Dissent is Patriotic

by Anaf Lello

In the wake of the Colin Kaepernicks of the world, debates on what constitutes and negates nationalism and patriotism are headlining more than they have in ages. Political dissent is nothing new here in the U.S. or anywhere else in the world, although it is certainly met with varying capacities. In America, public displays of dissent seem to be at an all-time high, with President Trump signing prejudice into legislature at his leisure. In the case of Ethiopia, however, those who claim that the diaspora’s armchair tourists and beguiled expatriates are hindering the nation’s progression with their “anti-unity” claims of foul play are missing one simple fact: dissent is inherently patriotic.

Dissent may look different in every era, but it is an inextricable facet of nationalism whose absence is only telling of a lack of transparent, democratic society. Several decades ago, when it was debated in the U.S. whether the Pledge of Allegiance encouraged patriotism or limited free speech, Bush Sr. found a platform in arguing the former. The irony? The idea of putting an end to reciting lines such as “one nation under God” – lines in direct conflict with the religious freedom outlined by the 1st Amendment – was seen as anti-American. What could be more American than the documents that make up the rule of law? What of the rights and freedoms the Constitution is meant to uphold and inform?

Unfortunately for many Ethiopians, the same is true for Ethiopia’s political affairs. Where even identifying too strongly with your ethnic group is seen as an affront to the Ethiopian identity – a strange allegation, considering the ethnocracy that has ruled for a quarter century – it is apparent that the threat of a united front against the government was the catalyst for the government crackdown on the people’s last few years of protests. In October, that same government went so far as to issue a state of emergency, citing the “damage that is being carried out against infrastructure projects, education institutions, health centres, administration and justice buildings”.

What the government has not issued, however, is an accurate statement detailing the transgressions it has committed in carrying out the Addis Ababa expansion plan, the Irreecha Massacre or the death toll for any of the clashes between unarmed protestors and government officials. In Ethiopia, lack of transparency, consensus and government accountability are rampant. If not made obvious by the power the ruling party maintains with all 547 seats in Parliament, this is visible in many other forms of apparatus of control – the 99% election wins that Africans know all too well, the monopoly on media and the rising number of innocent people languishing in the country’s notorious prisons, to name a few.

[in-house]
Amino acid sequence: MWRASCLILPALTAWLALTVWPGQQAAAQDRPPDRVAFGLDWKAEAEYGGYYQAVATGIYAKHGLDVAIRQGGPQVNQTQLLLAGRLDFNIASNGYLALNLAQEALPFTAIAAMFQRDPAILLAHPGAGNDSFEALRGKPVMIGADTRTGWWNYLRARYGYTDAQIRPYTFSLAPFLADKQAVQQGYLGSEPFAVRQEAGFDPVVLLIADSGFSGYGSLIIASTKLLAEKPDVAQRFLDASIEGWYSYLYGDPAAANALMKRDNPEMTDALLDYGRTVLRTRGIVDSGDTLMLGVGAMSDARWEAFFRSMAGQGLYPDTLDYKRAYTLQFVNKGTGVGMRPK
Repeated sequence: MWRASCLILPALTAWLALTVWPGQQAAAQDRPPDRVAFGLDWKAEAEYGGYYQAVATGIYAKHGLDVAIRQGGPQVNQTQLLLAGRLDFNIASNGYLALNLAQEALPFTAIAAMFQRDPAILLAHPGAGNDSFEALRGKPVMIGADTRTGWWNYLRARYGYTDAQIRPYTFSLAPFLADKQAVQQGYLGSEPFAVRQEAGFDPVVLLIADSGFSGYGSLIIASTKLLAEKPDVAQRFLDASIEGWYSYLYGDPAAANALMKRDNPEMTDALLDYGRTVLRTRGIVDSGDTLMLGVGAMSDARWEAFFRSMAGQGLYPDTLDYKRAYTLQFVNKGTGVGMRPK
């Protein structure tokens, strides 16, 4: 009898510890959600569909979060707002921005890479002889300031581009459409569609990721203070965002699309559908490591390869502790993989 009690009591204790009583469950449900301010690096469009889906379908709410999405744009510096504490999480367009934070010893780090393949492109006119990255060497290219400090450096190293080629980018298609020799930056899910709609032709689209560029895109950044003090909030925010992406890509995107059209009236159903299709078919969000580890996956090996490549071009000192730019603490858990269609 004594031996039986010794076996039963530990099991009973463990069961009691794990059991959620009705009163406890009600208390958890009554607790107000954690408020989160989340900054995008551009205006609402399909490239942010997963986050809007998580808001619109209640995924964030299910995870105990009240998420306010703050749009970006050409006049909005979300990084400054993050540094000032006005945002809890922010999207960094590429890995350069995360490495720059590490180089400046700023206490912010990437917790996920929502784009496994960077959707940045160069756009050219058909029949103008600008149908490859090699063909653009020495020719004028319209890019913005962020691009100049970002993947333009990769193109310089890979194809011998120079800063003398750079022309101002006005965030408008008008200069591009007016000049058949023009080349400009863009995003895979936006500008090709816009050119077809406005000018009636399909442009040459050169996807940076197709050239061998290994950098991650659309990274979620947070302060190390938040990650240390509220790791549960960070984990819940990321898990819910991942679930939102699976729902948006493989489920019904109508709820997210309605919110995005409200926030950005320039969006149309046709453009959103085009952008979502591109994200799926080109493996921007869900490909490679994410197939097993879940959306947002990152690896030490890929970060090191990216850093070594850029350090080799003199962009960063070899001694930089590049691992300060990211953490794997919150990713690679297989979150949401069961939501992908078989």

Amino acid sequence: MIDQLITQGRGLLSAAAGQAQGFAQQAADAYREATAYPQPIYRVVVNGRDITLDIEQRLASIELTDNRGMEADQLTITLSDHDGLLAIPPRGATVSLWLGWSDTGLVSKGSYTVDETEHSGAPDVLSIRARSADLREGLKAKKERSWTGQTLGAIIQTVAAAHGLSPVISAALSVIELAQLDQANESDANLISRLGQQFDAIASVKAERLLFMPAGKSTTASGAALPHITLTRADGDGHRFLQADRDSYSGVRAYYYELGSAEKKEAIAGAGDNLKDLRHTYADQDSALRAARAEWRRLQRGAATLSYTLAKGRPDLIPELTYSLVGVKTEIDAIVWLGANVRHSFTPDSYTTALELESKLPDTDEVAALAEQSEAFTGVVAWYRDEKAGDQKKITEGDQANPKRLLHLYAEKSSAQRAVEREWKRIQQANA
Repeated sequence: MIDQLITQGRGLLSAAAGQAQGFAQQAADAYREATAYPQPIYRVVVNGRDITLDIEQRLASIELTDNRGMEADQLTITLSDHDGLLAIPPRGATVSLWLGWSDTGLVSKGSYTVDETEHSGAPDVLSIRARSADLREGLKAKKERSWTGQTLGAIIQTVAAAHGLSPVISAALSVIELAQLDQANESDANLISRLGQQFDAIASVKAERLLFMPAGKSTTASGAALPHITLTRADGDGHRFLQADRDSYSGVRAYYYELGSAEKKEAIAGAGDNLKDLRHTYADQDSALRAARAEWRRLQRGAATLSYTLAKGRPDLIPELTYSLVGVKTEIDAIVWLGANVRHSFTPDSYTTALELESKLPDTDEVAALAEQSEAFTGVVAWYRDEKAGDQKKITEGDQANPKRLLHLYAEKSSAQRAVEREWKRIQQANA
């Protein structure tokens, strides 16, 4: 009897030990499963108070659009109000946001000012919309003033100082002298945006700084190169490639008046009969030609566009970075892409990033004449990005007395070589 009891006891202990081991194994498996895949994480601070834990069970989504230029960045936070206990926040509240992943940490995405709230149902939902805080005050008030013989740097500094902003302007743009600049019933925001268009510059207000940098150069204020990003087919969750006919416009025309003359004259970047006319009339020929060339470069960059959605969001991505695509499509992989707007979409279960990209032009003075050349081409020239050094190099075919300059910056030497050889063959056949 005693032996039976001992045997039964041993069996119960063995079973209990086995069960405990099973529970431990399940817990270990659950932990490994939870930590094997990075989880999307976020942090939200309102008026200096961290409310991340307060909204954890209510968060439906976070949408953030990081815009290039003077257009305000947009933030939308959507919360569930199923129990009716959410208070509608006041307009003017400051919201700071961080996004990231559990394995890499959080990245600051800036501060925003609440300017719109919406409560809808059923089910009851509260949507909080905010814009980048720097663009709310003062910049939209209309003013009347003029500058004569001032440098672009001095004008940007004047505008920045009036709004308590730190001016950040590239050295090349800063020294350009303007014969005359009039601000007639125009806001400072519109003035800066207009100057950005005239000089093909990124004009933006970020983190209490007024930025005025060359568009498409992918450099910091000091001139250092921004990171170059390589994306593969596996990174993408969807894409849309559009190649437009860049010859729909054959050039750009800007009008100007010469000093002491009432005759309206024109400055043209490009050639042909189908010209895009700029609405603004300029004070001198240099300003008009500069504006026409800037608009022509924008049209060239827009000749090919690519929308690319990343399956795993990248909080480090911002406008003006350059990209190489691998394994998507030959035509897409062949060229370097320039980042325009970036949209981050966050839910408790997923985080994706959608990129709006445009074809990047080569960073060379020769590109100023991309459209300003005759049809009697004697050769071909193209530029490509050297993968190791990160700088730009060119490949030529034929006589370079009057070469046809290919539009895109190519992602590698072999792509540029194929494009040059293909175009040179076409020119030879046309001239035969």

Political dissent is holding your government accountable. Political dissent is voicing your constitutional right to disagree with edicts, laws, bills, policies and anything else that oppresses those whom are affected. It is no mystery – you should be able to speak out against your government. And as long as those on the ground are suffering, my patriotism will manifest in criticizing a government that has terrorized its people for many successive regimes and monopolized upward mobility for a select few, not in blind flag-waving. That is not negotiable. My dissent is, always has been, and always will be patriotic.


Anaf Lello is a student living in Southern California. She is interested in feminism as a liberatory discourse, exploring Oromo women’s narratives and understanding the Gadaa and Siiqqee instutitions. Her favorite style of Oromo song is geerarsa, because of its historical significance in expressing the plight of the Oromo people.

Dear Diaspora

by Chaltu Siraj

Dear Diaspora,

Watching the bloodshed and genocide take place in your motherland an ocean away has taken a toll on you. As the government is rounding your people up and using their bodies for target practice, I know you cannot help but to think, “who is next?” You have read history and heard the stories as your manguddoo tell their truths, with their eyes full of tears, but nothing can compare to the pictures and videos that have surfaced snapchat-2689406031888312227during the #OromoProtests. From the Ambo Massacre in 2014 to the revolutionary wave of protests in November of 2015 to the most recent atrocity, on the 2nd of October, 2016 with the Bishoftu Massacre, it has all been televised. Every single waking moment of the day, you refresh your social media and see pictures of corpses and videos of fearless adolescents, elderly and children running the streets of Oromia chanting, “nuti abbaan biyya”, “we are the fathers of the land”. You heard the story of the mother who was forced to sit on the corpse of her child. You heard the story of the woman who was killed in cold blood, seven months pregnant. You watched the video of the elderly woman who took an oath that she would shield your brothers and sisters from live bullets if they were fired in their direction. With every picture, every video and every account we heard reported, a piece of you died.